Tesla Inc. (NASDAQ:TSLA) blew expectations out of the window last week when it unveiled its much-awaited electric truck, the Tesla Semi. While trucking fanatics are marveling at the Semi’s mind-boggling features, one Canadian company has already hopped on the Tesla Semi — food and pharmacy giant Loblaw Companies Ltd. (TSX:L).
Loblaw placed orders for 25 Tesla Semis soon after launch, becoming one of its first Semi customers along with Wal-Mart Stores Inc. (NYSE:WMT) Canada and others.
Here’s what Loblaw’s Semi order could mean for investors.
Why is the Tesla Semi such a big deal?
Tesla’s Semi is a powerful truck that can run 500 miles on a full load and a single charge, and can charge up to 400 miles in just 30 minutes with Tesla’s Megachargers. Tesla believes a driver can make a round trip without recharging — going by the current distance of trucking routes. Tesla also guarantees the Semi can run one million miles.
If the Semi can live up to its specs, it could be the best-in-class electric truck until a rival company goes a step further and invents something even better.
Tesla will begin production of the Semi in 2019. Though the price of the Semi hasn’t been revealed yet, Loblaw ordered 25 trucks with a deposit of US$5,000 each. That’s larger than Wal-Mart’s order of 15 Semis, 10 of which are for its Canadian business.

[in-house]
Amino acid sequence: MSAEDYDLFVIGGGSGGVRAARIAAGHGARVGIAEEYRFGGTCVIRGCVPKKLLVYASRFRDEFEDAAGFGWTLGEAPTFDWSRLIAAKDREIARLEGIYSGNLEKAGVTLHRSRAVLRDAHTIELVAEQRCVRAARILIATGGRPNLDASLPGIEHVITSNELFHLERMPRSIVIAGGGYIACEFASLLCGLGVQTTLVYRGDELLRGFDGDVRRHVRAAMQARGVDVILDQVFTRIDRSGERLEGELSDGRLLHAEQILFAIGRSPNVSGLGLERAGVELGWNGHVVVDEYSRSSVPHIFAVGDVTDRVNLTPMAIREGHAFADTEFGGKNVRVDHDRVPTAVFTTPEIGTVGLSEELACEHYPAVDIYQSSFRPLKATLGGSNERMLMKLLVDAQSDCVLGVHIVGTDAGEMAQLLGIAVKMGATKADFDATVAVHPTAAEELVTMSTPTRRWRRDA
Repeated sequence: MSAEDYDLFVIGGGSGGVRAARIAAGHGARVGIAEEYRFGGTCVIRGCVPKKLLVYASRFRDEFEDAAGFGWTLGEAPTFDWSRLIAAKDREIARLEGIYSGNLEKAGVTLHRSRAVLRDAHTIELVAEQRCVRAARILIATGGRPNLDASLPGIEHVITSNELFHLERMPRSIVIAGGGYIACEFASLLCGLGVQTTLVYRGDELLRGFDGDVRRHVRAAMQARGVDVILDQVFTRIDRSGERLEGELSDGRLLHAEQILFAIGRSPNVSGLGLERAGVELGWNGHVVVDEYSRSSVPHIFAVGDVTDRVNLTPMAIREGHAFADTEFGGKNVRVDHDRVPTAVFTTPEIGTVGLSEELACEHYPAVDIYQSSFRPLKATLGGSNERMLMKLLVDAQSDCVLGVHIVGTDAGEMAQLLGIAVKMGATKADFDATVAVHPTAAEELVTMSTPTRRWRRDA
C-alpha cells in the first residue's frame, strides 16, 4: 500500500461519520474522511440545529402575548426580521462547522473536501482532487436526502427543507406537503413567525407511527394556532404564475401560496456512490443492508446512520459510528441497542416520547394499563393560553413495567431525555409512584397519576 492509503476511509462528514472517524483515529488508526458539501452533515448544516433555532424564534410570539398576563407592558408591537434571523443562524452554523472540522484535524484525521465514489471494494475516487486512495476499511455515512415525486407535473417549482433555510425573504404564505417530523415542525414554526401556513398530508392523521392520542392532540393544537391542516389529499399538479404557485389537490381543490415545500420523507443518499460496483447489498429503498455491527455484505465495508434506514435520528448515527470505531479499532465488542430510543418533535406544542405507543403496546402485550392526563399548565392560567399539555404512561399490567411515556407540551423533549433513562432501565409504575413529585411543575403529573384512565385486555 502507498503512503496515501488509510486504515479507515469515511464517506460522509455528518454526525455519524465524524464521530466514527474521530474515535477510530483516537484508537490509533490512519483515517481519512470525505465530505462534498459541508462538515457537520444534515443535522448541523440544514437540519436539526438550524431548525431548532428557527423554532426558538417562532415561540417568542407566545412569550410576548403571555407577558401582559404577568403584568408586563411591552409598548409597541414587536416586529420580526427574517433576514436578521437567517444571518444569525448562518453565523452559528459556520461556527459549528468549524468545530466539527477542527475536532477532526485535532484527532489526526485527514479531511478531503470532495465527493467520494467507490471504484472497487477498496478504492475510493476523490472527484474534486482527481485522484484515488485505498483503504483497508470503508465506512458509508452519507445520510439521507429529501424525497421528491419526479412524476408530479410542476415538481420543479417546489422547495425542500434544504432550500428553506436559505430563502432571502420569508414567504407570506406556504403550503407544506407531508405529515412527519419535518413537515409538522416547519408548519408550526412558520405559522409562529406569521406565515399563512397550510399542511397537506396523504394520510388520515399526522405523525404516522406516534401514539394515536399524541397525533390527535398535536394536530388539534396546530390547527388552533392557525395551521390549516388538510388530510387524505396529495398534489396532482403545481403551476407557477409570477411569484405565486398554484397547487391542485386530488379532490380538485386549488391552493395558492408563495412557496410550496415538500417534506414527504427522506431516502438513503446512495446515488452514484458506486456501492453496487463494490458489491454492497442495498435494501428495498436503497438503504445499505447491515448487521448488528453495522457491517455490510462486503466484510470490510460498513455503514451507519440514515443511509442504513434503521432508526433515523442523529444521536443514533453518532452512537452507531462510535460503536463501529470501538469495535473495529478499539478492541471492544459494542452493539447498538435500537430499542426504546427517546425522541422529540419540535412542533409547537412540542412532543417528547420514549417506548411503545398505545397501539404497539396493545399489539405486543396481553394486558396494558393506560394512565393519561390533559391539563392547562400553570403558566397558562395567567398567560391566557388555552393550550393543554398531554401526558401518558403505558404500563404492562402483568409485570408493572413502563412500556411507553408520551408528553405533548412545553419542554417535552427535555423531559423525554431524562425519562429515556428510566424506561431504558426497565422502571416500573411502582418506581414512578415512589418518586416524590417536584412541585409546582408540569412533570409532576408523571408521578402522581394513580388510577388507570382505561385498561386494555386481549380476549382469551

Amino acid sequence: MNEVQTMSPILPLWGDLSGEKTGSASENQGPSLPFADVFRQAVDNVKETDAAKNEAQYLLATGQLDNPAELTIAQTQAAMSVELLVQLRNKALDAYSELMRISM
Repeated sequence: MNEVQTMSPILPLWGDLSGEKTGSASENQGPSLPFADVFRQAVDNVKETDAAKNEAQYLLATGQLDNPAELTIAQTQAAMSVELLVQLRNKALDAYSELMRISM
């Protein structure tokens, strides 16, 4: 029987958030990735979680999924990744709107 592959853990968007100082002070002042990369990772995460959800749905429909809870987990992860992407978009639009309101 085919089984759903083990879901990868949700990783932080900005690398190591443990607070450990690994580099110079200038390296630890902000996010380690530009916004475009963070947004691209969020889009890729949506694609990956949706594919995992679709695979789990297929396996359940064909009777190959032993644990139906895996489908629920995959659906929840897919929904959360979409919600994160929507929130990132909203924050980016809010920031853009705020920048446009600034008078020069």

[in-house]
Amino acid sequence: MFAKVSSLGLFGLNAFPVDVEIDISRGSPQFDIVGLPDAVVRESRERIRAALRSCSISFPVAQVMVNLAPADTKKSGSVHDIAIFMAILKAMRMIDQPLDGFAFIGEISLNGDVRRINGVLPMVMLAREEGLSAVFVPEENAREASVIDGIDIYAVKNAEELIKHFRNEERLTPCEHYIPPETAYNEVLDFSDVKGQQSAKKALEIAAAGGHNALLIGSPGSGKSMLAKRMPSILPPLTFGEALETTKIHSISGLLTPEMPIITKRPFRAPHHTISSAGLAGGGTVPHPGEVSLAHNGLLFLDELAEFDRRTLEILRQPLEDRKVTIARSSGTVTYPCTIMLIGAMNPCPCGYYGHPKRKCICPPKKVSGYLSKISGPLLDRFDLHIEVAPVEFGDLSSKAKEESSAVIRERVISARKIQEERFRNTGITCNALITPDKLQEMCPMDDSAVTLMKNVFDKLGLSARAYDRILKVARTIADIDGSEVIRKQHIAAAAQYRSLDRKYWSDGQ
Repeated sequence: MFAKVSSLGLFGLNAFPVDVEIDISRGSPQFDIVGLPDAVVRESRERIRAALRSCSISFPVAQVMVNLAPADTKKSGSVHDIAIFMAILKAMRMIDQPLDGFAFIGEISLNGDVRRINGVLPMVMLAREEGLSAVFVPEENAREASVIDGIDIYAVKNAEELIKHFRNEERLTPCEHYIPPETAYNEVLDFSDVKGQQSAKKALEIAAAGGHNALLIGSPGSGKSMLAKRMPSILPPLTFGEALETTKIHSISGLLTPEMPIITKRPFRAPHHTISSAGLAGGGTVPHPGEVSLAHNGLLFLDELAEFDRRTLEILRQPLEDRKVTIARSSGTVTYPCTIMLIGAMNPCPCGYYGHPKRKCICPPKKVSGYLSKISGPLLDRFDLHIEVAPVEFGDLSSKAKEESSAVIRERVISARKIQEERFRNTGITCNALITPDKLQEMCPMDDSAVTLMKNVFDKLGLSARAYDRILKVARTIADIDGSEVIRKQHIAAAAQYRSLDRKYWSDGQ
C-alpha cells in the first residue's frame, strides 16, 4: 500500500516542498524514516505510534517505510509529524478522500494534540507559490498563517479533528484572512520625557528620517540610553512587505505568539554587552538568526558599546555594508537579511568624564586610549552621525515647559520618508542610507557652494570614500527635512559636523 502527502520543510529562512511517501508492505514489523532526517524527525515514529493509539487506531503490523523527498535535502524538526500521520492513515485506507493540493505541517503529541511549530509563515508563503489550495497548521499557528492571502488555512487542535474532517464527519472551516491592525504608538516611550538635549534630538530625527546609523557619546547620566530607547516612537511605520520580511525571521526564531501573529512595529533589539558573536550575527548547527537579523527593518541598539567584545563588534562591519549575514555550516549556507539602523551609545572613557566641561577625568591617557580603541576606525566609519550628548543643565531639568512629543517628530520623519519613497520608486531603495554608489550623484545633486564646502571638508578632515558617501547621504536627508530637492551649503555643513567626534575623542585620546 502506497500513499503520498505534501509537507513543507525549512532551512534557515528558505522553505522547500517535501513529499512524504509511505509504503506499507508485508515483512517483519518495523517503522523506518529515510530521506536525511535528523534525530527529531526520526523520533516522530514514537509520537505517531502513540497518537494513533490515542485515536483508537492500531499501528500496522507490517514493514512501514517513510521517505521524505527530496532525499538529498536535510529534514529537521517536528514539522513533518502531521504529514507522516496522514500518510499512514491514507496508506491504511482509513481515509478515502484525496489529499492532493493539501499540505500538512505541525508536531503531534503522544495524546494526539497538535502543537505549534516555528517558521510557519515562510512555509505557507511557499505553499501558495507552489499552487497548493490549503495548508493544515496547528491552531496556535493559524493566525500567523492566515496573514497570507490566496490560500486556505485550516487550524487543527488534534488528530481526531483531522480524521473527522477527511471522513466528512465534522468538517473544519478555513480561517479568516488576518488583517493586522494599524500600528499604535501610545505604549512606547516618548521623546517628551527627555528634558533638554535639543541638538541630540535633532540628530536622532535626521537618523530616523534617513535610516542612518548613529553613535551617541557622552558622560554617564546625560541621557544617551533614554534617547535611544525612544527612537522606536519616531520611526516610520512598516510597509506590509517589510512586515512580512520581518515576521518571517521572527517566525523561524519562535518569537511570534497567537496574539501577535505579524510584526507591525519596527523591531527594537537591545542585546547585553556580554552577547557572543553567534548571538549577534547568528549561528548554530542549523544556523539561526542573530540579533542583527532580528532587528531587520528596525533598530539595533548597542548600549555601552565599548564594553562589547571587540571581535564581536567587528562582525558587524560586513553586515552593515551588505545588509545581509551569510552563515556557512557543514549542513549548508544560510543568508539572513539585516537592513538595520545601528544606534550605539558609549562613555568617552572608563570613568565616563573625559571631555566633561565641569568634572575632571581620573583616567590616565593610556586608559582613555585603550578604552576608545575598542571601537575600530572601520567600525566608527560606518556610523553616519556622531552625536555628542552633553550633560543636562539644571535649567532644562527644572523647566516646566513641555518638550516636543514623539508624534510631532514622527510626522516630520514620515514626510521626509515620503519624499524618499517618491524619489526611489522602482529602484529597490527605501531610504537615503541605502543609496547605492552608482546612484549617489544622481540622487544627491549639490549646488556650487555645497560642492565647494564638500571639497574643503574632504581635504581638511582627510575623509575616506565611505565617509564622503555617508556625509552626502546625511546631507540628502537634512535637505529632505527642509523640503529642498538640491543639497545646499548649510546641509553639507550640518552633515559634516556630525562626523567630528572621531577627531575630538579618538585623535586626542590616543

Why is Loblaw interested in the Semi?
The Tesla Semi isn’t Loblaw’s first electric-vehicle move. Just earlier this month, the grocer unveiled a heavy-duty Class 8 fully electric truck manufactured by the China-based electric-vehicle manufacturer, BYD. According to Loblaw, the truck can deliver groceries commercially with “zero carbon emissions.”
Loblaw’s latest Semi order proves the company is serious about its environmental goals. Loblaw aims to reduce its carbon footprint by 30% by 2030 and considers electric vehicles a major part step towards its goals.
In fact, Loblaw now plans to have a fully electric fleet by 2030, which will include 350 “zero-emission” vehicles and nearly 2,500 trailers. Wal-Mart too has been keen on hybrid and electric vehicles as it strives to reduce emissions.
My Foolish takeaway
For Loblaw, it’s a step in the right direction, as it strives to modernize its fleet and cut costs in the long run to not just survive, but to grow in an industry that’s facing a major threat from Amazon.com.
Loblaw’s latest quarter confirmed yet again how focused management is on costs: Loblaw more than doubled its net income during the third quarter, despite flat revenue, thanks largely to its aggressive cost-control measures.
It’s not easy being a retailer today with Amazon around, but Loblaw’s ongoing efforts to go beyond the traditional in-store grocery business — for instance, the company just struck a deal with Instacart to start home delivery of groceries — and bet on the future of transportation like electric trucks should go a long way in helping it ride the storms.
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Fool contributor Neha Chamaria has no position in any stocks mentioned. John Mackey, CEO of Whole Foods Market, an Amazon subsidiary, is a member of The Motley Fool’s board of directors. David Gardner owns shares of Amazon and Tesla. Tom Gardner owns shares of Tesla. The Motley Fool owns shares of Amazon and Tesla. Tesla is a recommendation of Stock Advisor Canada.